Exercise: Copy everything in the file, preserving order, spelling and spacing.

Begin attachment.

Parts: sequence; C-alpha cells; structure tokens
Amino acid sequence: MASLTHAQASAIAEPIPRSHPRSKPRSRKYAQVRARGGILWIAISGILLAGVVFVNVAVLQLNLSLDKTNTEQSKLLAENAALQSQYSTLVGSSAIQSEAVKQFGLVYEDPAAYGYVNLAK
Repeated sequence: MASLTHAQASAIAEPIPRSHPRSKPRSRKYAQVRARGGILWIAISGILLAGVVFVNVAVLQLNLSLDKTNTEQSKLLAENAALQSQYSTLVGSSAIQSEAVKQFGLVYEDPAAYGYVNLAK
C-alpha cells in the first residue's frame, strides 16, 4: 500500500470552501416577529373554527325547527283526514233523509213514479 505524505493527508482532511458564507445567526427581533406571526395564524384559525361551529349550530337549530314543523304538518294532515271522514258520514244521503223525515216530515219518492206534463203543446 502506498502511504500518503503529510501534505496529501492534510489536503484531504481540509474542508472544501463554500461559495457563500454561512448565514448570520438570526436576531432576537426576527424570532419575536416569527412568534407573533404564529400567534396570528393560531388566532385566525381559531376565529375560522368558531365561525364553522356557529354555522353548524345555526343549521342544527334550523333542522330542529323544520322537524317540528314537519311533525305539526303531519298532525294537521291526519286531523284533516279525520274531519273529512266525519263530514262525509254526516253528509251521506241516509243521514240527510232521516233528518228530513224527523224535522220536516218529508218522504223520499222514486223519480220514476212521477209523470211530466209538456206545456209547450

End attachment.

Parts: sequence; C-alpha cells; structure tokens
Amino acid sequence: MASLTHAQASAIAEPIPRSHPRSKPRSRKYAQVRARGGILWIAISGILLAGVVFVNVAVLQLNLSLDKTNTEQSKLLAENAALQSQYSTLVGSSAIQSEAVKQFGLVYEDPAAYGYVNLAK
Repeated sequence: MASLTHAQASAIAEPIPRSHPRSKPRSRKYAQVRARGGILWIAISGILLAGVVFVNVAVLQLNLSLDKTNTEQSKLLAENAALQSQYSTLVGSSAIQSEAVKQFGLVYEDPAAYGYVNLAK
C-alpha cells in the first residue's frame, strides 16, 4: 500500500470552501416577529373554527325547527283526514233523509213514479 505524505493527508482532511458564507445567526427581533406571526395564524384559525361551529349550530337549530314543523304538518294532515271522514258520514244521503223525515216530515219518492206534463203543446 502506498502511504500518503503529510501534505496529501492534510489536503484531504481540509474542508472544501463554500461559495457563500454561512448565514448570520438570526436576531432576537426576527424570532419575536416569527412568534407573533404564529400567534396570528393560531388566532385566525381559531376565529375560522368558531365561525364553522356557529354555522353548524345555526343549521342544527334550523333542522330542529323544520322537524317540528314537519311533525305539526303531519298532525294537521291526519286531523284533516279525520274531519273529512266525519263530514262525509254526516253528509251521506241516509243521514240527510232521516233528518228530513224527523224535522220536516218529508218522504223520499222514486223519480220514476212521477209523470211530466209538456206545456209547450